The osu_bibw micro-benchmark from Ohio State's OMB 3.1 suite hangs when
run over OpenMPI 1.2.5 from OFED 1.3 using the OpenIB BTL if there is
insufficient lockable memory. 128MB of lockable memory gives a hang
when the test gets to 4MB messages, while 512MB is sufficient for it
to pass. I observed this with InfiniPath and Mellanox adapter cards,
and see the same behavior with 1.2.6 too. I know the general advice
is to use an unlimited or very large setting (per the FAQ), but there
are reasons for clusters to set finite user limits.

For each message size in the loop, osu_bibw posts 64 non-blocking
sends followed by 64 non-blocking receives on both ranks followed
by a wait for them all to complete. 64 is the default value for
the window size (number of concurrent messages). For 4MB messages
this is 256MB of memory to be sent which is more than exhausting
the 128MB of lockable memory on these systems. The OpenIB BTL
does ib_reg_mr for as many of the sends as it can and the rest
wait on a pending list. Then the ib_reg_mr for all the
posted receives all fail as well due to the ulimit check,
and all of them have to wait on a pending list too. This means
that neither rank actually gets to do an ib_post_recv, neither
side can make progress and the benchmark hangs without completing
a single 4MB message! This contrasts with the uni-directional
osu_bw where one side does sends and the other does receives
and progress can be made.

This is admittedly a hard problem to solve in the general case.
It is unfortunate that this leads to a hang, rather than a
message advising the user to check ulimits. Maybe there should
be a warning the first time that the ulimit is exceeded to
alert the user to the problem. One solution would be to divide
the ulimit up into separate limits for sending and receiving,
so that excessive sending does not block all receiving. This
would require OpenMPI to keep track of the ulimit usage
separately for send and receive.

In this particular synthetic benchmark there turns out to be
a straightforward workaround. The benchmark actually sends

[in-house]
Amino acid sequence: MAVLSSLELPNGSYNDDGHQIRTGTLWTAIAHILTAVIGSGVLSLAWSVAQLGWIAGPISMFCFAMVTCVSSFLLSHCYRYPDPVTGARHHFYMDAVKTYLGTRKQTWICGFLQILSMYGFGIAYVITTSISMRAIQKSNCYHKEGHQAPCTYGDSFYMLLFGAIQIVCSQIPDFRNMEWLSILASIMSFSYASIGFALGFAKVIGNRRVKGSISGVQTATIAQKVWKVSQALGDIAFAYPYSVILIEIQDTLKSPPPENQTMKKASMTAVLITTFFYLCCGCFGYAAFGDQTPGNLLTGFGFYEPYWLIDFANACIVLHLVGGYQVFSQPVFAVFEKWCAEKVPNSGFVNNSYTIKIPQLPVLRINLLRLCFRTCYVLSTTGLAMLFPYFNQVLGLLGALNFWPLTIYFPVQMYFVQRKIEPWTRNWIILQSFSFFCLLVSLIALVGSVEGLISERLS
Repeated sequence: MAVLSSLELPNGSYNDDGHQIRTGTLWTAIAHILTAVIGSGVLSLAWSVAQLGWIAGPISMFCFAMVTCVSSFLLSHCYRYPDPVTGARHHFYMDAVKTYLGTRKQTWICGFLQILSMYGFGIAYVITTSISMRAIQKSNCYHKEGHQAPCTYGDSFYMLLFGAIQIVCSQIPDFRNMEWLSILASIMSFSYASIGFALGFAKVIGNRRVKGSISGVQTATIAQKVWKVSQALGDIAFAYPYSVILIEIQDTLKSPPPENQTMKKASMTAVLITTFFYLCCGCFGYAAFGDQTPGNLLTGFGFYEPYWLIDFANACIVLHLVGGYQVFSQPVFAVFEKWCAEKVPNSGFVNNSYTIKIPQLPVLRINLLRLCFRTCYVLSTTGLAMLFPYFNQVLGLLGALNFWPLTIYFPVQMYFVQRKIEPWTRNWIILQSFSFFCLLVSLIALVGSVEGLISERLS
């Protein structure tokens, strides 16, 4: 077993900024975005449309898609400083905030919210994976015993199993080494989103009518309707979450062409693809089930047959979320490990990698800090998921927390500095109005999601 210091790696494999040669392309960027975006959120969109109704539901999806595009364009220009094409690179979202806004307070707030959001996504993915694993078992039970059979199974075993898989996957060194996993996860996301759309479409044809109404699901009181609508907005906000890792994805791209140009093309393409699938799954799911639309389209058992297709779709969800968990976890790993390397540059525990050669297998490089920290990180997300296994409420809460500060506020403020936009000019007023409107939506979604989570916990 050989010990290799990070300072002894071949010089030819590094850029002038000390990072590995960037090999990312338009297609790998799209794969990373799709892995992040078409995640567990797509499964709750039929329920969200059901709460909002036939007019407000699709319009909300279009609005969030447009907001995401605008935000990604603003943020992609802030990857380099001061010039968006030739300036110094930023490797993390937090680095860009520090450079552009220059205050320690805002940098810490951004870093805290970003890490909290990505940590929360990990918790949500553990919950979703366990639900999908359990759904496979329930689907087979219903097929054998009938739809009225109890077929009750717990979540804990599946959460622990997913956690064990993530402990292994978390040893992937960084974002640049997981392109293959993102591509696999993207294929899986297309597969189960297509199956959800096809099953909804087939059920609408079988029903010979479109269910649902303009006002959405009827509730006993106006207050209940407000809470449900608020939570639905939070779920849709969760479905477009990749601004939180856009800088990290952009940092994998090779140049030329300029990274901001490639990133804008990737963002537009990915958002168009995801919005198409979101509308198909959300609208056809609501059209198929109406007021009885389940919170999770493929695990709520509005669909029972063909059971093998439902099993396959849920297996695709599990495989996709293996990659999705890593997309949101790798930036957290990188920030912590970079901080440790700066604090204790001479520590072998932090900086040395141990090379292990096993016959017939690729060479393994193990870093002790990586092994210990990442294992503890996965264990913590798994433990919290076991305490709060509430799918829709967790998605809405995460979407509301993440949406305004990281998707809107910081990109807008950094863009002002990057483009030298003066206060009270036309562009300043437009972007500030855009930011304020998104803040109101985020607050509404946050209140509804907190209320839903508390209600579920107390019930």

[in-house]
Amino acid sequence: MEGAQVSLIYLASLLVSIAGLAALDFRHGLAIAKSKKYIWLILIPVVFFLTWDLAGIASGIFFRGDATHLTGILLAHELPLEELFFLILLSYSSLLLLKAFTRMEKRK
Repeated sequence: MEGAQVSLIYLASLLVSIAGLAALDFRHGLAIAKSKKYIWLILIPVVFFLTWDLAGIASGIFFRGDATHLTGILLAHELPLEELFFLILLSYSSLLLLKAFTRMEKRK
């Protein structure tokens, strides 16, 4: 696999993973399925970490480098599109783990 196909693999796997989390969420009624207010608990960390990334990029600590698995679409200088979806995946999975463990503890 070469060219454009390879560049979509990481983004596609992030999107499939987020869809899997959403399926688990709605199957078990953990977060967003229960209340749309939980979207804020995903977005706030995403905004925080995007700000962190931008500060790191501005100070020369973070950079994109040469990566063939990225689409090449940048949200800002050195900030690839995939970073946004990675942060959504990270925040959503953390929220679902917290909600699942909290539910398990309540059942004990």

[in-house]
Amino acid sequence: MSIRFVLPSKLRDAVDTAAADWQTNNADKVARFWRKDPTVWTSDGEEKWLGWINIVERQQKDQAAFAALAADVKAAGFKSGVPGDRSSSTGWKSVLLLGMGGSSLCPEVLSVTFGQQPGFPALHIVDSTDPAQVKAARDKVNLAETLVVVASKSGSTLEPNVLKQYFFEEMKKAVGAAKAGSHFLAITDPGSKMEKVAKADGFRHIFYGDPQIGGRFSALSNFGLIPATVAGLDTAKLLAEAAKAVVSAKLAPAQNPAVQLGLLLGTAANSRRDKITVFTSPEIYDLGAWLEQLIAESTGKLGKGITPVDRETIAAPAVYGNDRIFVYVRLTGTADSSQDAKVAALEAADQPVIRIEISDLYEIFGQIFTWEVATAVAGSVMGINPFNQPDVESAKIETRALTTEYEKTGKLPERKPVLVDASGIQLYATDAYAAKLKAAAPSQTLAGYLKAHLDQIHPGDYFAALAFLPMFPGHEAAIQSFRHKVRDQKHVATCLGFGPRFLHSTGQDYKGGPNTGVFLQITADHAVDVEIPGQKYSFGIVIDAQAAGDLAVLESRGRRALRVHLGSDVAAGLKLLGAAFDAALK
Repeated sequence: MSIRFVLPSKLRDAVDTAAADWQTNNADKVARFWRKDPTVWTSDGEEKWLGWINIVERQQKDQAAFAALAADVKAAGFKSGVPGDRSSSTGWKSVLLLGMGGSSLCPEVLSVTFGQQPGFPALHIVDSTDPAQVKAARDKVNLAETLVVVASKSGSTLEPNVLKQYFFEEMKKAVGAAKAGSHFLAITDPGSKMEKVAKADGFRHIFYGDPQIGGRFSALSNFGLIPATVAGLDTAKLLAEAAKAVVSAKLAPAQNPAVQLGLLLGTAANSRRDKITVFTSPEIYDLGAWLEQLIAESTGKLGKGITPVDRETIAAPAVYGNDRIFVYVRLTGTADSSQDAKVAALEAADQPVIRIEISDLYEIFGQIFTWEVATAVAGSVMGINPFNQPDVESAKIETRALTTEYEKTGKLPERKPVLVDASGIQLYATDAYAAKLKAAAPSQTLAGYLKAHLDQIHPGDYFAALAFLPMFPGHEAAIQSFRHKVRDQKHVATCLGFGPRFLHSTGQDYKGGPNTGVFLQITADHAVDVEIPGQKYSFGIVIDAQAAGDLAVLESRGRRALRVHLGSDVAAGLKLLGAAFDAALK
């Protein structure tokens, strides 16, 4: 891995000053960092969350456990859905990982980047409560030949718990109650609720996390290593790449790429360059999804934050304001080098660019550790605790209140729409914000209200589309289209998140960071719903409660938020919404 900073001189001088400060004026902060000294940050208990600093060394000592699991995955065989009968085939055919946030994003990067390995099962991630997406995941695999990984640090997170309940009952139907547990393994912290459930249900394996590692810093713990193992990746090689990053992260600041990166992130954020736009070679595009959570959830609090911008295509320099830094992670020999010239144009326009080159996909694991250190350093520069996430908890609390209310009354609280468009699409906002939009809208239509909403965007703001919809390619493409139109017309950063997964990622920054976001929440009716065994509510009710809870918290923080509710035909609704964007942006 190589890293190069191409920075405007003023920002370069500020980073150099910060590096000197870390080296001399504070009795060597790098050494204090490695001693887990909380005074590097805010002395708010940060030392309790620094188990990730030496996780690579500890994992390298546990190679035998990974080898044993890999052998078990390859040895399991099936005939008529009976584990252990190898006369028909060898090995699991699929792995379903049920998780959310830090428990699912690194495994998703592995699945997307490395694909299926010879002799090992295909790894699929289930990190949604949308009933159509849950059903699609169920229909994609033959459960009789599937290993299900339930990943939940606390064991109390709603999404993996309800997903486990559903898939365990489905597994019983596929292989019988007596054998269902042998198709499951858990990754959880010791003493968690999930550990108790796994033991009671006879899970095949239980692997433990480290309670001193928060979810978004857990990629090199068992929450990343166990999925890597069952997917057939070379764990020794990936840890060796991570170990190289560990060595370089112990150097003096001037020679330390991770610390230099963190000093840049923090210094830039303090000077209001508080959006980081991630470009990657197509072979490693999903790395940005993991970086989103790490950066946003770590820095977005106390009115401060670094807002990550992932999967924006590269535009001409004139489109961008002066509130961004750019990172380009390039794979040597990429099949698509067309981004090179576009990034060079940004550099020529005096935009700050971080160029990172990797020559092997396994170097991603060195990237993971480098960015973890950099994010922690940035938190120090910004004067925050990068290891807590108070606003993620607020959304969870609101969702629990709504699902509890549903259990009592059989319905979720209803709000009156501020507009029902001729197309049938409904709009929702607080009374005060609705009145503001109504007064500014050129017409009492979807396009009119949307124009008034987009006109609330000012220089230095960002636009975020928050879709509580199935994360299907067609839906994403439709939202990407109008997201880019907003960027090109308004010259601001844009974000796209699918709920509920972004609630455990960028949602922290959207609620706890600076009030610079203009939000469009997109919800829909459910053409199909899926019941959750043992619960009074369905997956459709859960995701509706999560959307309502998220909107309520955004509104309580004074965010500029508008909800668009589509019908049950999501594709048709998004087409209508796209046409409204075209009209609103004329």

from the same buffer 64 times over, and receives into another
buffer 64 times over (all posted concurrently). Thus there are
really only two 4MB buffers at play here, though the kernel IB
code charges the user separately for all 64 registrations of
each even though the user already has those pages locked. In fact,
the linux implementation of mlock (over)charges in the same way
so I guess that choice is intentional and that the additional
complexity in spotting the duplicated locked pages wasn't

This leads to the workaround of using --mca mpi_leave_pinned 1.
This turns on the code in the OpenIB BTL that caches the descriptors
so that there is only 1 ib_reg_mr for the send buffer and 1 ib_reg_mr
for the receive buffer, and all the others hit the descriptor
cache. This saves the day and the benchmark runs without problem.

If this was the default option then this might save much consternation
for the user. For this workaround, note that there isn't any need
for the descriptors to be left pinned after the send/recv complete,
all that is needed is the caching while they are posted. So one could
default to having the descriptor caching mechanism enabled even when
mpi_leave_pinned is off. Also note that this is still a workaround
that happens to be sufficient for the osu_bibw case but isn't a
general panacea. osu_bibw and osu_bw are "broken" anyway in that
it is illegal to post multiple concurrent receives in the same
receive buffer. I believe this is done to minimize CPU cache
effects and maximize measured bandwidth. Anyway, having multiple
posted sends from the same send buffer is reasonable (eg. a broadcast)
so caching those descriptors and reducing lockable memory usage
seems like a good idea to me. Although osu_bibw is very synthetic
it is conceivable that other real codes with large messages could
see the hangs (eg. just MPI_Sendrecv a message larger than ulimit -l?).